Zelensky aide blames inertia in Ukraine foreign ministry for UN vote against Israel

Oleksiy Arestovych’s statements at innovation summit in Warsaw were not coordinated with government, says envoy, as Israel continues working to convince Kyiv to change stance

Lazar Berman is The Times of Israel's diplomatic reporter

Personal aide to Ukrainian President Volodymyr Zelensky, Alexey Arestovych, seen during an interview aired on August 16, 2019. (File, YouTube screenshot; Used in accordance with Clause 27a of the Copyright Law)
Personal aide to Ukrainian President Volodymyr Zelensky, Alexey Arestovych, seen during an interview aired on August 16, 2019. (File, YouTube screenshot; Used in accordance with Clause 27a of the Copyright Law)

Ukrainian president Volodymyr Zelensky’s personal aide said Wednesday that Kyiv’s UN vote in November to refer the Israeli-Palestinian conflict to the International Court of Justice in The Hague was a “mistake” that must be fixed.

Speaking at the Ukraine-Israel Innovation Summit in Warsaw, Oleksiy Arestovych blamed inertia within Ukraine’s foreign ministry for support of the resolution, titled “Israeli practices and settlement activities affecting the rights of the Palestinian people and other Arabs of the occupied territories.”

The UN General Assembly Fourth Committee voted in favor of the measure by a margin of 98 in favor, 17 opposed and 52 abstentions.

Two days after the November 11 vote, Arestovych called Kyiv’s position “illogical and unacceptable.”

Arestovych’s comments do not mean Kyiv has decided to vote against the measure when it comes up for a vote in the General Assembly later this month. A date has not yet been set, and this week Yevhen Korniychuk, Ukraine’s ambassador to Israel, told The Times of Israel that it was too early to talk about Kyiv’s position.

Foreign Minister Oleksii Reznikov “was not involved” in Arestovych’s Wednesday statement, Korniychuk told The Times of Israel.

“He is free to say what he wants, but our focus is elsewhere,” the diplomat continued.

A Ukrainian diplomat speaking on condition of anonymity told The Times of Israel this week that they had personally asked a senior adviser to Prime Minister Yair Lapid and National Security Advisor Eyal Hulata to appeal to their counterparts in Kyiv to oppose the measure ahead of the November vote, but that the latter had ignored the request.

Lapid’s office told The Times of Israel that it does not comment on private diplomatic conversations.

National Security Adviser Eyal Hulata speaks at Bahrain’s annual Manama Dialogue conference on November 20, 2022. (Screenshot)

Asked about the report, an Israeli official said diplomats had been in touch with Zelensky’s office before the vote, but did not go through the Ukrainian official in question.

In addition, Israel’s UN Ambassador Gilad Erdan approached his Ukrainian counterpart Sergiy Kyslytsya ahead of the November 11 session.

Israel has been hard at work trying to move Ukraine on the issue ahead of the General Assembly vote. Lapid sent a letter to Zelensky asking him to oppose to measure.

“I’ve spoken several times with several deputy ministers in Ukraine, including one face-to-face last week, regarding their vote in December,” added Israel’s envoy to Ukraine, Michael Brodsky, who is leading Israel’s efforts to convince Kyiv to change its position.

Israel Ambassador to Ukraine Michael Brodsky speaks to The Times of Israel’s Lazar Berman in Kyiv, July 20, 2022 (Israel Embassy in Ukraine)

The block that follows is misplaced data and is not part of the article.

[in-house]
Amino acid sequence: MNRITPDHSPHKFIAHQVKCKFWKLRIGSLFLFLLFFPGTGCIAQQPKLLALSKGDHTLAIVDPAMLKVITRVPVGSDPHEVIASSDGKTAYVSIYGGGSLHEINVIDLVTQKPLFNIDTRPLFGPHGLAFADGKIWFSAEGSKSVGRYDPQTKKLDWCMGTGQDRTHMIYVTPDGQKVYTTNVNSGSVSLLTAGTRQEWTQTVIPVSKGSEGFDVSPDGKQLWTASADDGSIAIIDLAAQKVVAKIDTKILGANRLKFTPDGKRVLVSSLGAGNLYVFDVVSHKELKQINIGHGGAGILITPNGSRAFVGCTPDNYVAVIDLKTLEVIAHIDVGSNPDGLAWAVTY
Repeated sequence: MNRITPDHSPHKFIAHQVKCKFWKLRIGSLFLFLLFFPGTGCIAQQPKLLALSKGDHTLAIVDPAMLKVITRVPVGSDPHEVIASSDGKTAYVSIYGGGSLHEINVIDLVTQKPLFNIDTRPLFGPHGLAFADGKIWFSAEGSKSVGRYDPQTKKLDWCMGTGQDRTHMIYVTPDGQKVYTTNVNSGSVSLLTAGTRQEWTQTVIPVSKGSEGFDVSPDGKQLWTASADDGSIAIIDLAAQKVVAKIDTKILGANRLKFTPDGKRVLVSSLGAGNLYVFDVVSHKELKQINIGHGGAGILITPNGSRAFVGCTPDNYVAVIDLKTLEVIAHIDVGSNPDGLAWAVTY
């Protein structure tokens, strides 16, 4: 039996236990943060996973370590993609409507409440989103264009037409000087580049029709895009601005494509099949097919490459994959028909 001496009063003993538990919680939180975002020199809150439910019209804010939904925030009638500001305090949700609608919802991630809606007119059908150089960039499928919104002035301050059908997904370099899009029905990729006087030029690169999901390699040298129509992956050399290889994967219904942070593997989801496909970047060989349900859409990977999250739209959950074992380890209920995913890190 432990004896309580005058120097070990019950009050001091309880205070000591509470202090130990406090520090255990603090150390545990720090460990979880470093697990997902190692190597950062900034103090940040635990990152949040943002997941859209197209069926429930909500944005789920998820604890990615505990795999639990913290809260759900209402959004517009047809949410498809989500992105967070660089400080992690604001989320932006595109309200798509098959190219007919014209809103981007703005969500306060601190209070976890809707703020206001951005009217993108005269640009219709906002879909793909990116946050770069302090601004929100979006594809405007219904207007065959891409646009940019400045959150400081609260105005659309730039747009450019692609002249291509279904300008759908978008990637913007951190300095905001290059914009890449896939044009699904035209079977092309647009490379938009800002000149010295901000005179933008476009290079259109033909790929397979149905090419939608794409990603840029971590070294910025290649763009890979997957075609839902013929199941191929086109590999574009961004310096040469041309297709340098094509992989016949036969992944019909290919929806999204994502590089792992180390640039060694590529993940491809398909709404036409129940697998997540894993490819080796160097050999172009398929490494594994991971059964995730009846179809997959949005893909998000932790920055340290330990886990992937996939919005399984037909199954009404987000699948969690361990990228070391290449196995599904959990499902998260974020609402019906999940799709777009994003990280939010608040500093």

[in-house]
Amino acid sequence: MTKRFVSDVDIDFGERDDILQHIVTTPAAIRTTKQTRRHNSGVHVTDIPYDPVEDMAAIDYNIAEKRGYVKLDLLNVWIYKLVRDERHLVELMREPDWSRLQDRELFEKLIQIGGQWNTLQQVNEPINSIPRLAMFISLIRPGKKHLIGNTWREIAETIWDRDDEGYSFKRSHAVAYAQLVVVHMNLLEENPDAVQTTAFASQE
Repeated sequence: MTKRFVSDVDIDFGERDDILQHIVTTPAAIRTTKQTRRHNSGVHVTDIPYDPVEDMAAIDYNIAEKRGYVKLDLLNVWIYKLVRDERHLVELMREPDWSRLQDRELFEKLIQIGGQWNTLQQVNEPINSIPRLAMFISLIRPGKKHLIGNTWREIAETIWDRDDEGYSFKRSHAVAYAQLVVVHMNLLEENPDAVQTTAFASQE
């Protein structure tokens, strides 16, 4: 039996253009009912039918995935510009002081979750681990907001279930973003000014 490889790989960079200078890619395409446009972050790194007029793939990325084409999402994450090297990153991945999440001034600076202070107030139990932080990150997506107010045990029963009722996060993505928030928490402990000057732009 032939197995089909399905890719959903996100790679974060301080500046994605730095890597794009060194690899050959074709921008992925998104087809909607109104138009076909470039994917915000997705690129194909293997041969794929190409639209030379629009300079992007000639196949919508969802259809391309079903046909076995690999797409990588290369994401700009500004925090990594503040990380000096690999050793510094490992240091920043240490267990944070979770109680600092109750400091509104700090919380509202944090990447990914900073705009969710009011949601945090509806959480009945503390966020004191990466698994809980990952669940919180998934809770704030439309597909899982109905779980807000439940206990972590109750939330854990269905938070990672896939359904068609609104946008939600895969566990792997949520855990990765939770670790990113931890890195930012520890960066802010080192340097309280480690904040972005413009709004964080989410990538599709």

“We’ve absolutely conveyed the message more than once,” he said.

Brodsky has also conducted a series of interviews in Ukrainian media expressing Jerusalem’s disappointment.

After the vote, he voiced his criticism on Twitter, saying Ukraine’s “support of the UN resolution… denying Jewish ties to Temple Mount and calling for ICJ advisory opinion is extremely disappointing.”

“Supporting anti-Israeli initiatives in the UN doesn’t help to build trust” between the countries, said the ambassador.

At the Warsaw conference on Wednesday, Brodsky raised the idea of Israel helping to build an “economic iron dome” for Ukraine, using the Jewish state’s experience in creating a resilient economy while security threats lurk over its borders.

The United Nations General Assembly Fourth Committee votes on measures addressing the Israeli-Palestinian conflict, at the United Nations in New York, November 11, 2022. (Luke Tress/Times of Israel)

The envoy will be back in Kyiv next week to hand over 20 powerful electricity generators.

Ukraine has repeatedly requested military aid and equipment from Israel to fight off Russia’s assault on the country since late February. While providing humanitarian assistance to Ukraine, Israel has maintained a strict policy of not providing military aid, including systems that could help it intercept Russian missile and drone attacks.

The reasoning behind the decision appears to be Israel’s strategic need to maintain freedom of operations in Syria, as part of its efforts to prevent Iranian entrenchment on its doorstep. To that end, Israel cooperates with the Russian military, which largely controls Syria’s airspace. Israeli officials have also expressed fear that advanced military technology could fall into enemy hands and cited production and supply limitations.

Last month, Zelensky called on Israel to stop “balancing” its relationship between Ukraine and Russia, as he issued a fresh call for Jerusalem to provide Kyiv with military aid.

“If [Netanyahu] just wants to maintain his personal relations with President Putin, then of course he may continue to do what he has been doing,” Zelensky said. “But if he wants to maintain the historical relationship between Israel and the Ukrainian people, then I think you need to do whatever you can in order to save as many people as possible.”

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